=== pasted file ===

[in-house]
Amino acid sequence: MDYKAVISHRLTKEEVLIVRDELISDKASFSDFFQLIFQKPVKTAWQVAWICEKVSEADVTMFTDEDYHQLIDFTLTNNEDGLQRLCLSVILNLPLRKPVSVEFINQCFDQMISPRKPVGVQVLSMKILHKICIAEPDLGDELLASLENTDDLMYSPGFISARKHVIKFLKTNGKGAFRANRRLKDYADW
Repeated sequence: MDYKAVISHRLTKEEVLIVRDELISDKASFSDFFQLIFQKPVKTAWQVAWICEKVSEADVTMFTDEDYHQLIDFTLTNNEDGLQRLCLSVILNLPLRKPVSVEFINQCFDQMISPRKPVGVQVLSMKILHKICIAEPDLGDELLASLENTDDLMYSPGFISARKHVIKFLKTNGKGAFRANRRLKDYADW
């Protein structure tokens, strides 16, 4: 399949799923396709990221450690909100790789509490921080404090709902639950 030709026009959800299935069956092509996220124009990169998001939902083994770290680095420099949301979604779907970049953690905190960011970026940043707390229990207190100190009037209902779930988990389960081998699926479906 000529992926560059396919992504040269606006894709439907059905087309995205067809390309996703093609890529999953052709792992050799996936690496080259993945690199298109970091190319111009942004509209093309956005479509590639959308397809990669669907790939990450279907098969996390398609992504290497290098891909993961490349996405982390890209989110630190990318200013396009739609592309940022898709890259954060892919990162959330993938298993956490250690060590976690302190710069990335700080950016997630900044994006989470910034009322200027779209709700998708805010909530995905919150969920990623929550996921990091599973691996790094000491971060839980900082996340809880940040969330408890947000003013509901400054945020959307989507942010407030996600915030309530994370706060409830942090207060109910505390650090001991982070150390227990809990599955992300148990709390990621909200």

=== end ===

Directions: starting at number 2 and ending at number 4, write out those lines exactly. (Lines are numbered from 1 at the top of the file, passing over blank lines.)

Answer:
Amino acid sequence: MDYKAVISHRLTKEEVLIVRDELISDKASFSDFFQLIFQKPVKTAWQVAWICEKVSEADVTMFTDEDYHQLIDFTLTNNEDGLQRLCLSVILNLPLRKPVSVEFINQCFDQMISPRKPVGVQVLSMKILHKICIAEPDLGDELLASLENTDDLMYSPGFISARKHVIKFLKTNGKGAFRANRRLKDYADW
Repeated sequence: MDYKAVISHRLTKEEVLIVRDELISDKASFSDFFQLIFQKPVKTAWQVAWICEKVSEADVTMFTDEDYHQLIDFTLTNNEDGLQRLCLSVILNLPLRKPVSVEFINQCFDQMISPRKPVGVQVLSMKILHKICIAEPDLGDELLASLENTDDLMYSPGFISARKHVIKFLKTNGKGAFRANRRLKDYADW
């Protein structure tokens, strides 16, 4: 399949799923396709990221450690909100790789509490921080404090709902639950 030709026009959800299935069956092509996220124009990169998001939902083994770290680095420099949301979604779907970049953690905190960011970026940043707390229990207190100190009037209902779930988990389960081998699926479906 000529992926560059396919992504040269606006894709439907059905087309995205067809390309996703093609890529999953052709792992050799996936690496080259993945690199298109970091190319111009942004509209093309956005479509590639959308397809990669669907790939990450279907098969996390398609992504290497290098891909993961490349996405982390890209989110630190990318200013396009739609592309940022898709890259954060892919990162959330993938298993956490250690060590976690302190710069990335700080950016997630900044994006989470910034009322200027779209709700998708805010909530995905919150969920990623929550996921990091599973691996790094000491971060839980900082996340809880940040969330408890947000003013509901400054945020959307989507942010407030996600915030309530994370706060409830942090207060109910505390650090001991982070150390227990809990599955992300148990709390990621909200």